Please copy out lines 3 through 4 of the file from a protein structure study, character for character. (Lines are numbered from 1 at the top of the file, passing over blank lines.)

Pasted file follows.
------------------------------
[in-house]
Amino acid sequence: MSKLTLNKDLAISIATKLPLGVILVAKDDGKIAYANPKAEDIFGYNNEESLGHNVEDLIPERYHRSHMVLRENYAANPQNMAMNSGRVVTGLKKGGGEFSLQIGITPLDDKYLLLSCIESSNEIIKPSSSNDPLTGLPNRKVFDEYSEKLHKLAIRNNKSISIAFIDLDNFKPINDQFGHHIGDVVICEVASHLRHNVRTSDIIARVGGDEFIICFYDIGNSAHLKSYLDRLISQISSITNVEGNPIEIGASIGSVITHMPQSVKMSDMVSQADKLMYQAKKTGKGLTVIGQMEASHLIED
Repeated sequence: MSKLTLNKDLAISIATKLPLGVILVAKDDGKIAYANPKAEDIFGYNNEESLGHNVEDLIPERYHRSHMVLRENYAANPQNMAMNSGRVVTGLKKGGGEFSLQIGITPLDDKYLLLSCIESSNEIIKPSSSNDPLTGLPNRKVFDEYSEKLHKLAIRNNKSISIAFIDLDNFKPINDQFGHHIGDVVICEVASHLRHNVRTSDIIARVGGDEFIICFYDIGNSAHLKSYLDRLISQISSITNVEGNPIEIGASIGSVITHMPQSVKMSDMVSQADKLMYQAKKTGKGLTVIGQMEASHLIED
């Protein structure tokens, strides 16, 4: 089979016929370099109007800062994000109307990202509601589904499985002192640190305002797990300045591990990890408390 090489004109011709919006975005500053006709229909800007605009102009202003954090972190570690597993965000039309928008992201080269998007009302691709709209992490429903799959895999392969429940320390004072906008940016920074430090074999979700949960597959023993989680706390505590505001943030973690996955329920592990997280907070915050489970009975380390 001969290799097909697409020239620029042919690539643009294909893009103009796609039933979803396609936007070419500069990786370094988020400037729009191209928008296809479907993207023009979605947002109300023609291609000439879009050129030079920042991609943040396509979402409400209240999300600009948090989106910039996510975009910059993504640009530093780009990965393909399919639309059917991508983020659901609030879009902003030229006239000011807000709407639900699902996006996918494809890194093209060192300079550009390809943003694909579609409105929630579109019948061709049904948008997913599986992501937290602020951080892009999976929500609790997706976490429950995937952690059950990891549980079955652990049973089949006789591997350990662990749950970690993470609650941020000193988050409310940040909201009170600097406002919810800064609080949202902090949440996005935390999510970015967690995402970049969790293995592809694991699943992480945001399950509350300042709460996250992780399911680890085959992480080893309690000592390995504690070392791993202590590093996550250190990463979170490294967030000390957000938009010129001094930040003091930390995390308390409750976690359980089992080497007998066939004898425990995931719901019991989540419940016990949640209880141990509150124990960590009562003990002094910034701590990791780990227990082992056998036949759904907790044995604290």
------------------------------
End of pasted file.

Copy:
Repeated sequence: MSKLTLNKDLAISIATKLPLGVILVAKDDGKIAYANPKAEDIFGYNNEESLGHNVEDLIPERYHRSHMVLRENYAANPQNMAMNSGRVVTGLKKGGGEFSLQIGITPLDDKYLLLSCIESSNEIIKPSSSNDPLTGLPNRKVFDEYSEKLHKLAIRNNKSISIAFIDLDNFKPINDQFGHHIGDVVICEVASHLRHNVRTSDIIARVGGDEFIICFYDIGNSAHLKSYLDRLISQISSITNVEGNPIEIGASIGSVITHMPQSVKMSDMVSQADKLMYQAKKTGKGLTVIGQMEASHLIED
């Protein structure tokens, strides 16, 4: 089979016929370099109007800062994000109307990202509601589904499985002192640190305002797990300045591990990890408390 090489004109011709919006975005500053006709229909800007605009102009202003954090972190570690597993965000039309928008992201080269998007009302691709709209992490429903799959895999392969429940320390004072906008940016920074430090074999979700949960597959023993989680706390505590505001943030973690996955329920592990997280907070915050489970009975380390 001969290799097909697409020239620029042919690539643009294909893009103009796609039933979803396609936007070419500069990786370094988020400037729009191209928008296809479907993207023009979605947002109300023609291609000439879009050129030079920042991609943040396509979402409400209240999300600009948090989106910039996510975009910059993504640009530093780009990965393909399919639309059917991508983020659901609030879009902003030229006239000011807000709407639900699902996006996918494809890194093209060192300079550009390809943003694909579609409105929630579109019948061709049904948008997913599986992501937290602020951080892009999976929500609790997706976490429950995937952690059950990891549980079955652990049973089949006789591997350990662990749950970690993470609650941020000193988050409310940040909201009170600097406002919810800064609080949202902090949440996005935390999510970015967690995402970049969790293995592809694991699943992480945001399950509350300042709460996250992780399911680890085959992480080893309690000592390995504690070392791993202590590093996550250190990463979170490294967030000390957000938009010129001094930040003091930390995390308390409750976690359980089992080497007998066939004898425990995931719901019991989540419940016990949640209880141990509150124990960590009562003990002094910034701590990791780990227990082992056998036949759904907790044995604290």